How Clinical Evidence Requirements Affect Medical Device Approvals
Part 5 in a 7-part series on the EU’s Medical Device Regulation
Among the significant changes facing device makers transitioning their products in the European Union from the Medical Device Directives (MDD) to the Medical Device Regulation (MDR) are the new requirements around clinical evidence.
Under the MDR, device manufacturers marketing products in the EU will face some additional hurdles,
but if you also market in the US, Canada, Japan, or other countries, the new regulations will likely be familiar to you.
The big shift in the EU’s MDR is toward a much greater emphasis on ensuring a high level of health and safety protections for EU citizens.
To that end, the new clinical evidence requirements under section 61 of the MDR move away from reliance on device equivalence, particularly for higher risk devices, and to a much stricter scrutiny that relies much more on demonstration of safety and performance based on clinical data and scientific validity.
What does clinical data mean and what are acceptable sources?
While clinical evidence requirements are not new, the MDR sets out stricter requirements in terms of both clinical data and comparative evaluations.
The MDR defines clinical data as safety and performance information generated from the use of the device. The accepted sources of that data include:
- Investigation of a particular device or other studies reported in scientific literature, or
- Clinical investigations or other studies reported in scientific literature of a similar device with demonstrated equivalence, or
- Published or unpublished reports on clinical experience of either a particular device or a similar device with demonstrated equivalence.
While equivalence data is acceptable, it is important to note that under Article 44 Notified Bodies are required to submit new technical review reports demonstrating equivalence. That means manufacturers and their representatives need to produce a greater volume of data along with more rigorous scientific evaluation of that data. Perhaps most troubling is the requirement for demonstrating equivalence that includes gaining access to a competitor’s technical files for CERs, according to the Orthopedic Design and Technology Forum.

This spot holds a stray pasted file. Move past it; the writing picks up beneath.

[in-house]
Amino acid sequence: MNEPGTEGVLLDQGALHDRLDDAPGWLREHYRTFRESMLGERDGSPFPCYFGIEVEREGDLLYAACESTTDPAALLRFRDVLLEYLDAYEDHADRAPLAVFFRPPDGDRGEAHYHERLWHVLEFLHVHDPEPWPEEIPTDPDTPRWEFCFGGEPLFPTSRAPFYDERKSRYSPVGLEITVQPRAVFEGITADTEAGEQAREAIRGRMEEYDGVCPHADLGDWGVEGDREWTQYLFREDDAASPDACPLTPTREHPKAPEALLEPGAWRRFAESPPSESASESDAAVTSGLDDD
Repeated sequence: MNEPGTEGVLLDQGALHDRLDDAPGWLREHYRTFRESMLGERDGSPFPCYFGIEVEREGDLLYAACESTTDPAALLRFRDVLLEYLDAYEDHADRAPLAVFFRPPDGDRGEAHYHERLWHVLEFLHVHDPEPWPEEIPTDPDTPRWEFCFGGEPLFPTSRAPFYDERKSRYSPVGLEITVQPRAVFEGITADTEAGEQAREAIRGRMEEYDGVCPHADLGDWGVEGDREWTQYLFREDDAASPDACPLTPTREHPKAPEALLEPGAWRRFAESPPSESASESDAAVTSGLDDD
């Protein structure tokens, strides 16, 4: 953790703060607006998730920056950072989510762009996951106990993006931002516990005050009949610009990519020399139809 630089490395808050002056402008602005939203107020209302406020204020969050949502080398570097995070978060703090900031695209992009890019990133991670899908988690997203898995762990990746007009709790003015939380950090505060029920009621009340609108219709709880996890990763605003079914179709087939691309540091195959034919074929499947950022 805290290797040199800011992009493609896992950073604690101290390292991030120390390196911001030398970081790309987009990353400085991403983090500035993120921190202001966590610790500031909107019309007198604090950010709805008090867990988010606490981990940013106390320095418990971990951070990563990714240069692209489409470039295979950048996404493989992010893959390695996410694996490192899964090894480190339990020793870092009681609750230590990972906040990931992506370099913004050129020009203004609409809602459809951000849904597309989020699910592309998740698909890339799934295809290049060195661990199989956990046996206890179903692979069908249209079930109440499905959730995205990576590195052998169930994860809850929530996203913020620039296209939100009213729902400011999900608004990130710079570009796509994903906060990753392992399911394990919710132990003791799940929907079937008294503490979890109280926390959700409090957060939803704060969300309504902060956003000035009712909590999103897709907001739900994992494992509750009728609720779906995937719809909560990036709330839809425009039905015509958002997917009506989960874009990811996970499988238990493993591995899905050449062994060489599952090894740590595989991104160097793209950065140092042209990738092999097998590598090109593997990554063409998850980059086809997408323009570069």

What is the impact on existing studies being executed under MDD?
In an article for Med Device Online, Tido Eger, PhD, an expert in healthcare and life sciences regulatory compliance, says Clinical Evidence Reports (CERs) under MDD need to be reassessed based on the limitations on equivalent devices and the higher level of evidence demonstrating equivalence that is likely to be required by the Notified Body under Article 32. Clinical investigations will need to be re-evaluated to ensure they were conducted using the scientific standards required under the MDR.
“Existing studies should consider which additional MDR burdens are worth implementing now, so the data can be used in future submissions,” Eger wrote. “New studies should be set up with the MDR in mind, as clinical evaluation will become a continuous process.”
In addition, summaries of safety and clinical performance under MDR will need to be updated at least annually for innovative or high-risk devices and every two to five years for well-established lower risk devices. Notified Bodies will be looking for ongoing collection of post-market clinical evidence as new clinical data becomes available or changes are made to product design or intended use.
Will new clinical evidence be required for existing products?
While some requirements under the MDD carry over into the MDR, makers can assume the clinical support for a device will require re-evaluation at some point. According to Healthcare-in-Europe.com one of the more troubling hurdles for medical device makers is the potential need for clinical data for older devices that have proved their value already.
Under the MDR, Class III and implantable devices are expected to have data from clinical investigations that were conducted under the supervision of a sponsor using Good Clinical Practices as outlined in ISO 14155:2011.
In addition, reclassification of devices under the MDR will require costly certification processes for new products as well as recertification of products already on the market resulting from the shift away from approval, to focusing on the product’s entire lifecycle, which will require greater ongoing clinical evaluation.